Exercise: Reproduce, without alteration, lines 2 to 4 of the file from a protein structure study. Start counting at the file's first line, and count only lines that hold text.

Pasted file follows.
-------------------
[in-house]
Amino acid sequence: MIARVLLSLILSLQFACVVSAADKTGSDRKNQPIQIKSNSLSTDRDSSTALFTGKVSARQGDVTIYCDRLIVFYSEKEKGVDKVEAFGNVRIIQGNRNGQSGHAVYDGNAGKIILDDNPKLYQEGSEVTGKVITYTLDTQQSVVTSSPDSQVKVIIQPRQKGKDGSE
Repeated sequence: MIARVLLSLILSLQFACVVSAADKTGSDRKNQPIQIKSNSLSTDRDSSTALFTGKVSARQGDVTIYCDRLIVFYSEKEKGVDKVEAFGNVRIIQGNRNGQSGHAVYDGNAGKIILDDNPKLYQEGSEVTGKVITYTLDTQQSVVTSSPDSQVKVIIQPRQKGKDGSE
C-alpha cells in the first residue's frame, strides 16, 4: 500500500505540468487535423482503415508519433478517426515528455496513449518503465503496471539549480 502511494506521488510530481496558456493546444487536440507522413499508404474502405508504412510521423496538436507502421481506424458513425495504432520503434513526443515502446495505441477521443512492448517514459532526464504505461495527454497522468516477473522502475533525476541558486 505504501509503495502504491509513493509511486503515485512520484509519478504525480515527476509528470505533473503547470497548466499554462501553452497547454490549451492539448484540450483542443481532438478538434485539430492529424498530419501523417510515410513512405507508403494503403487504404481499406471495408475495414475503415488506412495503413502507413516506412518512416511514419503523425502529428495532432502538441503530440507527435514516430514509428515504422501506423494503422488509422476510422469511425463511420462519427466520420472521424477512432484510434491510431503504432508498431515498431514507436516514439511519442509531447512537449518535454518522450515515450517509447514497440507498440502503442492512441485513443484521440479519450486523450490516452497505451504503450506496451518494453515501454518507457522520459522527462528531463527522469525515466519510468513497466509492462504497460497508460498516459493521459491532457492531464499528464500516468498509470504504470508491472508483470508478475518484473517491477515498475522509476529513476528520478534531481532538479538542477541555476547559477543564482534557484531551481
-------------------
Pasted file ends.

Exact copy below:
Amino acid sequence: MIARVLLSLILSLQFACVVSAADKTGSDRKNQPIQIKSNSLSTDRDSSTALFTGKVSARQGDVTIYCDRLIVFYSEKEKGVDKVEAFGNVRIIQGNRNGQSGHAVYDGNAGKIILDDNPKLYQEGSEVTGKVITYTLDTQQSVVTSSPDSQVKVIIQPRQKGKDGSE
Repeated sequence: MIARVLLSLILSLQFACVVSAADKTGSDRKNQPIQIKSNSLSTDRDSSTALFTGKVSARQGDVTIYCDRLIVFYSEKEKGVDKVEAFGNVRIIQGNRNGQSGHAVYDGNAGKIILDDNPKLYQEGSEVTGKVITYTLDTQQSVVTSSPDSQVKVIIQPRQKGKDGSE
C-alpha cells in the first residue's frame, strides 16, 4: 500500500505540468487535423482503415508519433478517426515528455496513449518503465503496471539549480 502511494506521488510530481496558456493546444487536440507522413499508404474502405508504412510521423496538436507502421481506424458513425495504432520503434513526443515502446495505441477521443512492448517514459532526464504505461495527454497522468516477473522502475533525476541558486 505504501509503495502504491509513493509511486503515485512520484509519478504525480515527476509528470505533473503547470497548466499554462501553452497547454490549451492539448484540450483542443481532438478538434485539430492529424498530419501523417510515410513512405507508403494503403487504404481499406471495408475495414475503415488506412495503413502507413516506412518512416511514419503523425502529428495532432502538441503530440507527435514516430514509428515504422501506423494503422488509422476510422469511425463511420462519427466520420472521424477512432484510434491510431503504432508498431515498431514507436516514439511519442509531447512537449518535454518522450515515450517509447514497440507498440502503442492512441485513443484521440479519450486523450490516452497505451504503450506496451518494453515501454518507457522520459522527462528531463527522469525515466519510468513497466509492462504497460497508460498516459493521459491532457492531464499528464500516468498509470504504470508491472508483470508478475518484473517491477515498475522509476529513476528520478534531481532538479538542477541555476547559477543564482534557484531551481